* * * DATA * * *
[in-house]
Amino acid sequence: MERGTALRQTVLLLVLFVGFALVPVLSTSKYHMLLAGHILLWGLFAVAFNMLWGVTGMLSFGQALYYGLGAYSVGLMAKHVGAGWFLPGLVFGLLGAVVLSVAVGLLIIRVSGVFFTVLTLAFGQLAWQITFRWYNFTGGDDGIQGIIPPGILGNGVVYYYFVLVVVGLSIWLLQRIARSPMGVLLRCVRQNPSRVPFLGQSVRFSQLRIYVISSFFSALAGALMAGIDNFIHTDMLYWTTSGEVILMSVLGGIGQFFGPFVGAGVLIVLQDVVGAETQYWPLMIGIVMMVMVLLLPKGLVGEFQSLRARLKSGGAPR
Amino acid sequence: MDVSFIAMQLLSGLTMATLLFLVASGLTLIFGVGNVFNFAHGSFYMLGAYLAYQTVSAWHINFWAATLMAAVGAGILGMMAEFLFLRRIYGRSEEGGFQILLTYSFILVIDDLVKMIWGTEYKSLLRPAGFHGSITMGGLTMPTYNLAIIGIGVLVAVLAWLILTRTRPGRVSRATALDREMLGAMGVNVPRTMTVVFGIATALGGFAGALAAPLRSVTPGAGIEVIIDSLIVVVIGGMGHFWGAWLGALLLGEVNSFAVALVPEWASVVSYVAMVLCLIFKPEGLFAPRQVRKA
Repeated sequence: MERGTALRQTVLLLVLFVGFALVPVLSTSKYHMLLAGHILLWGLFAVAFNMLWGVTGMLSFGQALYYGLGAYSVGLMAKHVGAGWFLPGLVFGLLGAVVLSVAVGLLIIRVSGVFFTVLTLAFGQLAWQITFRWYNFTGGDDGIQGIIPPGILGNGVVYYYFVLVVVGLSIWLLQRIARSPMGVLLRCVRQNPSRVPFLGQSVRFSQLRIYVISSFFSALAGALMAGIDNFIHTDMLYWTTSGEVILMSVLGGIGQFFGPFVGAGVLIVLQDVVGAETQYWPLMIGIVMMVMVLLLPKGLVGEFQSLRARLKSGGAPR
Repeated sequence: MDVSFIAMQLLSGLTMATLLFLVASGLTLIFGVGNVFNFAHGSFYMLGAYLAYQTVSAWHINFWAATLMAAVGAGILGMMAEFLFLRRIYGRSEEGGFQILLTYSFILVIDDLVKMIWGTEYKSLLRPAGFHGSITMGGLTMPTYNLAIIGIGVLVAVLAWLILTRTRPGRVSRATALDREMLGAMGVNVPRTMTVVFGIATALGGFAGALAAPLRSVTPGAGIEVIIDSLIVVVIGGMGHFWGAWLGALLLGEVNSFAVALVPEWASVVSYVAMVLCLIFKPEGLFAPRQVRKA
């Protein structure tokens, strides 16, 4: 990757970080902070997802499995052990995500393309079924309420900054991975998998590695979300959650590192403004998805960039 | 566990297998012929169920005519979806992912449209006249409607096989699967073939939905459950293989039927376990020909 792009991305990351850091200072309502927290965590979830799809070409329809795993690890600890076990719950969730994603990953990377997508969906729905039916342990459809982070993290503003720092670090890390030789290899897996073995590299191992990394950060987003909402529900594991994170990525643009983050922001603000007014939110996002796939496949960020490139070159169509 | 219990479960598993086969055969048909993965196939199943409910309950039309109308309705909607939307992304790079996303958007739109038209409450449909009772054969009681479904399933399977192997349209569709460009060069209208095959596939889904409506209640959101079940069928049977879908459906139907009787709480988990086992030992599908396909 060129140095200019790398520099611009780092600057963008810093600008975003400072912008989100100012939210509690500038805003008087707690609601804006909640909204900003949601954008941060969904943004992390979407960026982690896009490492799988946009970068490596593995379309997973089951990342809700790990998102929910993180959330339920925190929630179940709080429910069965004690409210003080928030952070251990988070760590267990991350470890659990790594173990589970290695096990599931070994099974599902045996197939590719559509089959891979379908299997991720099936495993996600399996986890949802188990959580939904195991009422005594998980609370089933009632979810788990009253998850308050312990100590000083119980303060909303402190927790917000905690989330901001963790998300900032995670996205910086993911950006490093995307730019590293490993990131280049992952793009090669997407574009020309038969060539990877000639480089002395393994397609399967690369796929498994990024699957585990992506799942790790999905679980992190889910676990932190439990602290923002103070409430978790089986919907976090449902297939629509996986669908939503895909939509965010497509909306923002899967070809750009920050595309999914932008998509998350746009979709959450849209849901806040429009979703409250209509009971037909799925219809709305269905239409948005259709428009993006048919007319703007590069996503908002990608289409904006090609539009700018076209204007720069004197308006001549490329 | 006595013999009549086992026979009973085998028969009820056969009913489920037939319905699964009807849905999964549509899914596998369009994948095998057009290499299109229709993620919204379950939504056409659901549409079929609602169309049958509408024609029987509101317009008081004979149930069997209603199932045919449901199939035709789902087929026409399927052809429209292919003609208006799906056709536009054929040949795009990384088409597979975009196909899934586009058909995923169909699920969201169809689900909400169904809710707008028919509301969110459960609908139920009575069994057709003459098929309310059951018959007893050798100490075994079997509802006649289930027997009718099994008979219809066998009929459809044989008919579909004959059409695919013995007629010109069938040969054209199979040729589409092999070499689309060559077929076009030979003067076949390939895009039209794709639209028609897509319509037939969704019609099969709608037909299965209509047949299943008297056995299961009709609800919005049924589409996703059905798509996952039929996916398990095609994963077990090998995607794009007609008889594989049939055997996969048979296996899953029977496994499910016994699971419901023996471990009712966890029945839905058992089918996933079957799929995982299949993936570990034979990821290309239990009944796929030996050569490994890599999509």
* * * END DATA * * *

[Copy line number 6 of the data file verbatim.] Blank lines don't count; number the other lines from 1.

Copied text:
């Protein structure tokens, strides 16, 4: 990757970080902070997802499995052990995500393309079924309420900054991975998998590695979300959650590192403004998805960039 | 566990297998012929169920005519979806992912449209006249409607096989699967073939939905459950293989039927376990020909 792009991305990351850091200072309502927290965590979830799809070409329809795993690890600890076990719950969730994603990953990377997508969906729905039916342990459809982070993290503003720092670090890390030789290899897996073995590299191992990394950060987003909402529900594991994170990525643009983050922001603000007014939110996002796939496949960020490139070159169509 | 219990479960598993086969055969048909993965196939199943409910309950039309109308309705909607939307992304790079996303958007739109038209409450449909009772054969009681479904399933399977192997349209569709460009060069209208095959596939889904409506209640959101079940069928049977879908459906139907009787709480988990086992030992599908396909 060129140095200019790398520099611009780092600057963008810093600008975003400072912008989100100012939210509690500038805003008087707690609601804006909640909204900003949601954008941060969904943004992390979407960026982690896009490492799988946009970068490596593995379309997973089951990342809700790990998102929910993180959330339920925190929630179940709080429910069965004690409210003080928030952070251990988070760590267990991350470890659990790594173990589970290695096990599931070994099974599902045996197939590719559509089959891979379908299997991720099936495993996600399996986890949802188990959580939904195991009422005594998980609370089933009632979810788990009253998850308050312990100590000083119980303060909303402190927790917000905690989330901001963790998300900032995670996205910086993911950006490093995307730019590293490993990131280049992952793009090669997407574009020309038969060539990877000639480089002395393994397609399967690369796929498994990024699957585990992506799942790790999905679980992190889910676990932190439990602290923002103070409430978790089986919907976090449902297939629509996986669908939503895909939509965010497509909306923002899967070809750009920050595309999914932008998509998350746009979709959450849209849901806040429009979703409250209509009971037909799925219809709305269905239409948005259709428009993006048919007319703007590069996503908002990608289409904006090609539009700018076209204007720069004197308006001549490329 | 006595013999009549086992026979009973085998028969009820056969009913489920037939319905699964009807849905999964549509899914596998369009994948095998057009290499299109229709993620919204379950939504056409659901549409079929609602169309049958509408024609029987509101317009008081004979149930069997209603199932045919449901199939035709789902087929026409399927052809429209292919003609208006799906056709536009054929040949795009990384088409597979975009196909899934586009058909995923169909699920969201169809689900909400169904809710707008028919509301969110459960609908139920009575069994057709003459098929309310059951018959007893050798100490075994079997509802006649289930027997009718099994008979219809066998009929459809044989008919579909004959059409695919013995007629010109069938040969054209199979040729589409092999070499689309060559077929076009030979003067076949390939895009039209794709639209028609897509319509037939969704019609099969709608037909299965209509047949299943008297056995299961009709609800919005049924589409996703059905798509996952039929996916398990095609994963077990090998995607794009007609008889594989049939055997996969048979296996899953029977496994499910016994699971419901023996471990009712966890029945839905058992089918996933079957799929995982299949993936570990034979990821290309239990009944796929030996050569490994890599999509």